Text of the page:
Funds updates

Artists for Painted Dogs Autumn Exhibition 2021 raised a fantastic £24,000 in support of The Endangered Wildlife Trust (EWT) and Game Rangers International and we wanted funds set aside for EWT specifically to go to Painted Dogs.

There are only around 6,600 Painted Dogs, and just about 700 breeding pairs remaining on the continent. While snaring, persecution, and disease are some of the well-known threats, it’s a lack of safe space to wander that has ultimately taken the heaviest toll on the species. AFPD wanted to support in saving Africa’s second most endangered carnivore and opted to approach Cole du Plessis, the coordinator of the Wild Dog Range Expansion Project and Senior Field Officer for the Endangered Wildlife Trust. Cole told us about their latest Wild Dog reintroduction mission:  

The Department of National Parks and Wildlife (DNPW) in collaboration with African Parks have reintroduced wild dogs into Liuwa Plain National Park in Zambia. The reintroduction was facilitated with the financial support of Bob Kwan and the technical and logistical support of the Endangered Wildlife Trust (EWT) and the Zambian Carnivore Programme (ZCP) in order to boost the tourism profile of the park and contribute to the long-term conservation of wild dogs in the region. But a reintroduction of this magnitude is no easy feat. As per the IUCN guidelines, the primary threat that causes local extinction of a species needs to be resolved before a reintroduction can be considered. There are also additional criteria we use to predict reintroduction success and identify any red flags.

A large investment from African Parks which manages Liuwa Plain in partnership with DNPW and the Barotse Royal Establishment since 2003, was required before Liuwa Plain could be considered feasible, but in late 2021 it was all systems go. Thanks to the Zambian Government and the BRE’s commitment to this landscape, Liuwa has emerged as a park not only hailed for the recovery of its wildlife numbers, but for its international tourism appeal. The reintroduction of wild dogs is a key milestone in this process of restoration, helping to build a valuable natural asset for Zambia and a future for this iconic species in Africa.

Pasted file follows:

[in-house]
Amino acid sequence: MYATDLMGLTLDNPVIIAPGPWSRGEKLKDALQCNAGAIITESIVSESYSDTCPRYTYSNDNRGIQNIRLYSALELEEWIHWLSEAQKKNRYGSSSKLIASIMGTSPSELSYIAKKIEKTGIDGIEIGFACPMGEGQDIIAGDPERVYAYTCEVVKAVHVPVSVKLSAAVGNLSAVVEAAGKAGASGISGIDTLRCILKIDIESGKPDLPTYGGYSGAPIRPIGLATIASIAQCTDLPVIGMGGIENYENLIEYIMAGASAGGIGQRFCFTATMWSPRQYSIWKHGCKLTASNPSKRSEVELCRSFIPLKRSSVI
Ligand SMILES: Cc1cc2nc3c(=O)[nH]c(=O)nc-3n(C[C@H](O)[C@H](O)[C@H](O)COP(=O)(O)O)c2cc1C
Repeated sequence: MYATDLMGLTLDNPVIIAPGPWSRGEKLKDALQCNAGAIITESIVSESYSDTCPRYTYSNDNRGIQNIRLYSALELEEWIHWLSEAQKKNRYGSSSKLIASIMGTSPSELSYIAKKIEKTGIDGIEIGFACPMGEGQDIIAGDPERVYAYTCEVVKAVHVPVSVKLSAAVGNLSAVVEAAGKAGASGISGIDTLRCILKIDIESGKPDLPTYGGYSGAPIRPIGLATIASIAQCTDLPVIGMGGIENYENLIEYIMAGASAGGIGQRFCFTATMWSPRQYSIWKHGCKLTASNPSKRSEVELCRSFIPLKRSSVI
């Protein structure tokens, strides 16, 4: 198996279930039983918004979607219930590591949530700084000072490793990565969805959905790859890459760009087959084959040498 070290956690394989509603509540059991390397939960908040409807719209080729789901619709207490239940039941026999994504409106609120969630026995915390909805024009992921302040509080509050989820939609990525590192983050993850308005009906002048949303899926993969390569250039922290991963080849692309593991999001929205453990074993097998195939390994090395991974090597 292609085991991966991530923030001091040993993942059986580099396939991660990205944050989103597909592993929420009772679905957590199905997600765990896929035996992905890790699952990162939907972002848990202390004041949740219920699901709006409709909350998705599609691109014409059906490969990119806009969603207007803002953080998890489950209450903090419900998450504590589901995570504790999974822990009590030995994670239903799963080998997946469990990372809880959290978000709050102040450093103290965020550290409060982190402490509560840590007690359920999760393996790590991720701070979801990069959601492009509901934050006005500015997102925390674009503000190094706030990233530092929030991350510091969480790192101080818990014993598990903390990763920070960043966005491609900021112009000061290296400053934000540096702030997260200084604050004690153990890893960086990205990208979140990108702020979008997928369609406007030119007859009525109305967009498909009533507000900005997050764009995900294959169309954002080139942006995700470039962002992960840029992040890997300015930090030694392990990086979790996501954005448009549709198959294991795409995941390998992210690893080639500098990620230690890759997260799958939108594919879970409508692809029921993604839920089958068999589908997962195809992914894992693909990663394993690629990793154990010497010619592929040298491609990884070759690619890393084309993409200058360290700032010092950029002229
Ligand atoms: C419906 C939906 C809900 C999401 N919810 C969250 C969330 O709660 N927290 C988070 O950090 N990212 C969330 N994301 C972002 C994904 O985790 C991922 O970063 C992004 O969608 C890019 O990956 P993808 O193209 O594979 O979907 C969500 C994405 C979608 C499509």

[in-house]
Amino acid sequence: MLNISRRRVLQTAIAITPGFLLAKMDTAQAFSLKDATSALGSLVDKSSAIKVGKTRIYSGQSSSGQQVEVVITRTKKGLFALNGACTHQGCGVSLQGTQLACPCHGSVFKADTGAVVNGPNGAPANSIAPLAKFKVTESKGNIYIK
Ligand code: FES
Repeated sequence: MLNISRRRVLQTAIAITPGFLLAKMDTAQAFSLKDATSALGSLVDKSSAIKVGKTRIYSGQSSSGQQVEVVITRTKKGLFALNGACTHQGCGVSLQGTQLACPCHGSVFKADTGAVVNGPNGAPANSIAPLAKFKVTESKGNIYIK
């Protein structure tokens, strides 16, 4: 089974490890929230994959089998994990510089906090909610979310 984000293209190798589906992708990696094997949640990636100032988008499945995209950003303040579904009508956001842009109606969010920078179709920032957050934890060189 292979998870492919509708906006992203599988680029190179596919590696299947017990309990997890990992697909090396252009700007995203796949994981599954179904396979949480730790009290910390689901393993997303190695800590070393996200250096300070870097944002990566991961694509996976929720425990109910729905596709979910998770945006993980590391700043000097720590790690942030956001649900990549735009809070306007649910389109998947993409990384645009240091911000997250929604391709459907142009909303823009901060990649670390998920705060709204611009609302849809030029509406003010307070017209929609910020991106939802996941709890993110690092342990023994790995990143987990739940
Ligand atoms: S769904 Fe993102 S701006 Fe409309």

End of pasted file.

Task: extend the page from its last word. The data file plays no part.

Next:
The first phase of the reintroduction was relocating females from Kafue National Park in Zambia to the newly established predator boma in Liuwa Plain. Following that, eight males from South Africa were then flown over and placed in the neighbouring compartment to the females.    

 

Eventually, on 20 April 2022, the pack were released from the boma but were presented with a challenge outside of their pack dynamic. All the pack members are fairly young and had come from diverse ecosystems with an abundance of small/medium prey. They were now in a homogenous environment where the main prey base is Wildebeest. They needed to teach themselves a new art of hunting and acclimatize to the large hyena population. They also had to learn to integrate into a system where small communities reside with their cattle.

 

To date, the new pack have done well and seem to have crossed some of the primary checkpoints that might have otherwise seen this reintroduction attempt collapse. There is still learning to be done but with a strong pack quickly adapting to their new environment, and a fair bit of mating activity observed, we are confident in this pack’s success. Rob and Melani Walton Foundation, Stichting Natura Africae, US Department of State, WWF-The Netherlands, WWF-Zambia and the People’s Postcode Lottery have provided key support for the overall management of Liuwa Plain National Park, helping to build its ecological, economic and social sustainability.  

 

During this reintroduction process, Cole du Plessis was involved in the capture and relocations of the males and the females that went to Zambia and visited for a third time to assist with the bonding process. These reintroductions qualify as a huge financial, logistical and emotional investment but seeing hope for a species that is declining across most of Africa makes it so worthwhile for this reason, AFPD have been a proud supporter of this reintroduction and the Wild Dog Range Expansion Project.